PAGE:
The title of this section, safety and survival skills, sounds a little dramatic really. However, living and working in a remote or rural setting is likely to be quite different from metropolitan or urban settings, and with these differences come some specific safety concerns.
Travel in remote and rural areas is a particular safety concern. We have identified some skill and knowledge areas that may make your transition into, and experience within, remote or rural communities a lot safer.
It is likely that the roads you are travelling on are unfamiliar roads, as are many of the places you will be travelling to. Particularly in remote areas many of the roads may be unsealed, in poor condition, and subject to flooding. Wildlife on remote and rural roads also add to the potential hazards. Depending on where you are working, you may encounter kangaroos, wombats, emus, snakes, stray cattle and any number of other animals. Extreme weather, including cyclones, flooding, extreme heat and other severe weather conditions can also present additional safety concerns.
If you are moving to an unfamiliar environment take the time to develop some local knowledge. Find out about the weather, geography, safe practice protocols, and any other safety issues. If you are travelling outside the community: get good directions, take a map, find out what emergency procedures are in place, and check weather conditions. Make sure you take the appropriate equipment: water, emergency contact details, a satellite phone if available, spare tyre. Don't be blasé about your safety, don't take unnecessary risks or be caught unprepared.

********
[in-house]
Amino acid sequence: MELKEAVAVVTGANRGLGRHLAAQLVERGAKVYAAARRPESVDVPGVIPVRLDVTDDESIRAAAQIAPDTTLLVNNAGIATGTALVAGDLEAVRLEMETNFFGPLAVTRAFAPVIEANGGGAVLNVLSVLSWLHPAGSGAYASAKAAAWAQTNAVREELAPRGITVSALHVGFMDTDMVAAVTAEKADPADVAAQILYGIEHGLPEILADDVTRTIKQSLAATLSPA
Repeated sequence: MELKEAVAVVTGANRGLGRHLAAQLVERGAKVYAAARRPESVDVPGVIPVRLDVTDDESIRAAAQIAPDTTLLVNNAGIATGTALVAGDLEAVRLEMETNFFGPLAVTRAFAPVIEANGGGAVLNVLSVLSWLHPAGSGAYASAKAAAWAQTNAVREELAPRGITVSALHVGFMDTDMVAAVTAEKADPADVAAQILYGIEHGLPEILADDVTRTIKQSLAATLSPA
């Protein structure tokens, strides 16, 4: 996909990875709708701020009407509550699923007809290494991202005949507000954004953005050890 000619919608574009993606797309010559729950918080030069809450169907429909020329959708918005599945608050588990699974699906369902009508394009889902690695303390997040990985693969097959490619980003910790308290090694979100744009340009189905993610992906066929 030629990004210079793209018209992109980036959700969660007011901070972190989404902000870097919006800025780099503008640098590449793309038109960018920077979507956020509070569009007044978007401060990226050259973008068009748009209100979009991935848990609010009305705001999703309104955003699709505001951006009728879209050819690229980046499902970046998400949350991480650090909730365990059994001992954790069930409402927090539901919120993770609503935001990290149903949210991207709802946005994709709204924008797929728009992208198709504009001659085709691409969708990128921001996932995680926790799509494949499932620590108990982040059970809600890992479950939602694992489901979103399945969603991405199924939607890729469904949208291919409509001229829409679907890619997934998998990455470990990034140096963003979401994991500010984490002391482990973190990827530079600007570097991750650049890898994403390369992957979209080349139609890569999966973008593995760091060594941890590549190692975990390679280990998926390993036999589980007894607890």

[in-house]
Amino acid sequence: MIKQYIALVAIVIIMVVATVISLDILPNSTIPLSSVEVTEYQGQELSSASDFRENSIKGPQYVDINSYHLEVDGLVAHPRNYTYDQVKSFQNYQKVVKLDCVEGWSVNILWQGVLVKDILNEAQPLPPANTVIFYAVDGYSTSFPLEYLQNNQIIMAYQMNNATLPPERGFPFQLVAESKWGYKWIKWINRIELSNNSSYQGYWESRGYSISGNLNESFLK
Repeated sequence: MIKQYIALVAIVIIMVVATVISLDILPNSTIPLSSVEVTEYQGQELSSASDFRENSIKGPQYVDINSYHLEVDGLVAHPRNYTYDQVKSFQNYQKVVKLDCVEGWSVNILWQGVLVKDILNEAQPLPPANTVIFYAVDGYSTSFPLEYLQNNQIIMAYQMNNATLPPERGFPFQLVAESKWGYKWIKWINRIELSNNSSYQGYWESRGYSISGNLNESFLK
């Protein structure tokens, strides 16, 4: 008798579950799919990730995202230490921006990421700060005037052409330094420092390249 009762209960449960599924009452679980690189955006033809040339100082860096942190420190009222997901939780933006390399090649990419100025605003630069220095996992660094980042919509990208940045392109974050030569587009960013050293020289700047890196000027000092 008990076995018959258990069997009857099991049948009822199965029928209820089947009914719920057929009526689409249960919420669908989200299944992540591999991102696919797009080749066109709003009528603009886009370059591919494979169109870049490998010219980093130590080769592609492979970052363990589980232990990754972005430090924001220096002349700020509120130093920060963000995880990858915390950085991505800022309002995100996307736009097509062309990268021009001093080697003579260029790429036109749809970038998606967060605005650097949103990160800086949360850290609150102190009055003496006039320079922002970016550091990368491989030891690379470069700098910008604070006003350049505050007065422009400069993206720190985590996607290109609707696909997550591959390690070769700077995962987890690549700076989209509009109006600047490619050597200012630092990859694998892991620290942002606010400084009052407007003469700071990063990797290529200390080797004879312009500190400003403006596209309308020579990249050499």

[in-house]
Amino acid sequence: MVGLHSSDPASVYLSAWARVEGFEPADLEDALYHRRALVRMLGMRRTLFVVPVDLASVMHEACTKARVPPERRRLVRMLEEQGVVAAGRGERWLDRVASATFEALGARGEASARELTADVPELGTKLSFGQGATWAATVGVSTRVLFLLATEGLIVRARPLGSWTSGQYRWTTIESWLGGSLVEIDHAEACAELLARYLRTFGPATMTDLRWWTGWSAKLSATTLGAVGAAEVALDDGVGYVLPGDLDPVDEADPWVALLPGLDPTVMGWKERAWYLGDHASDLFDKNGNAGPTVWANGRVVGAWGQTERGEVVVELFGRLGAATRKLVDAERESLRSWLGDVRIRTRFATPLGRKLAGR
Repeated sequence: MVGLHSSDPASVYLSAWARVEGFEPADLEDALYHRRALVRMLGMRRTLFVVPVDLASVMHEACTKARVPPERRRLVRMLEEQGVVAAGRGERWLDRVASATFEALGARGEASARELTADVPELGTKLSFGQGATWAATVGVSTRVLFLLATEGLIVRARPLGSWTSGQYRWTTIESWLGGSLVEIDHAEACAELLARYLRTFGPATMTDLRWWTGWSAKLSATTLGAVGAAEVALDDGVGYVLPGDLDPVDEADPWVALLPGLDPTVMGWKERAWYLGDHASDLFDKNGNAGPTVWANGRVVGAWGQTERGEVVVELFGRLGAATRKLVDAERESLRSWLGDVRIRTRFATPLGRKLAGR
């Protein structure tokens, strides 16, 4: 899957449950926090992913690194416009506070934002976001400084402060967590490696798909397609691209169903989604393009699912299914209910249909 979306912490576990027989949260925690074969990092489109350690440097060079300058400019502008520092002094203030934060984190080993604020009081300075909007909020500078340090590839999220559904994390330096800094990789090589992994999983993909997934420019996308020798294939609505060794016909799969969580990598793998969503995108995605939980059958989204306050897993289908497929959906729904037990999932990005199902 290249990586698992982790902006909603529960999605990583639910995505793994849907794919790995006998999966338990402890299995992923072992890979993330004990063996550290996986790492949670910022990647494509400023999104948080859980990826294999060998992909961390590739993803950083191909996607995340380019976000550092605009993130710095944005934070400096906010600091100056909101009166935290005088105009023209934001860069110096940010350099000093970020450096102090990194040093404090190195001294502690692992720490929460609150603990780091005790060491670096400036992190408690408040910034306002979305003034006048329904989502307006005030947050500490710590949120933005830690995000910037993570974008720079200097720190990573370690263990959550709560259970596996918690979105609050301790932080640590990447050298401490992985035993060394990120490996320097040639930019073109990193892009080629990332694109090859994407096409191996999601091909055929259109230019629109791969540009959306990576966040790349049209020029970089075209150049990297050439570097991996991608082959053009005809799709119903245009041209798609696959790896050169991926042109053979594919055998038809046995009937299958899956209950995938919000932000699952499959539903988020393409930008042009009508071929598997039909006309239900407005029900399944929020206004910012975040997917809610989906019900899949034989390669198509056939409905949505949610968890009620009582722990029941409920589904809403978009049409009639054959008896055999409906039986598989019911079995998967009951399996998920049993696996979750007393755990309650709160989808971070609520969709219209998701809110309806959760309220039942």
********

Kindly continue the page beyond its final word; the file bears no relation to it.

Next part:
If your role involves the provision of outreach services or travelling find out if your organisation has policies or guidelines for safe travel or visiting. If so review these documents and adhere to them in your provision of services. Also find out if your organisation has emergency protocols, these will cover what you should do in an emergency situation such as in the event of a cyclone.
There are some formal training options to increase your ability to manage your safety. If you are frequently driving off road, look in to an advanced driving or 4x4 driving course. An emergency first aid course may also be appropriate. Some workplaces will provide this training, or fund you to undertake it with other providers. Speak to your manager about how you can access appropriate safety training for your role.
Safety & Survival Skills, & You
The particular skills you will need will depend on where you are working and your role. Think about the safety skills you need in your role. What training you have had to develop these skills, and what other training is necessary? Think about:
- Does your organisation have policies or guidelines for safe travel?
- Does your organisation have policies or guidelines visiting?
- Does your organisation have emergency protocols?
- Do you require advanced driving training?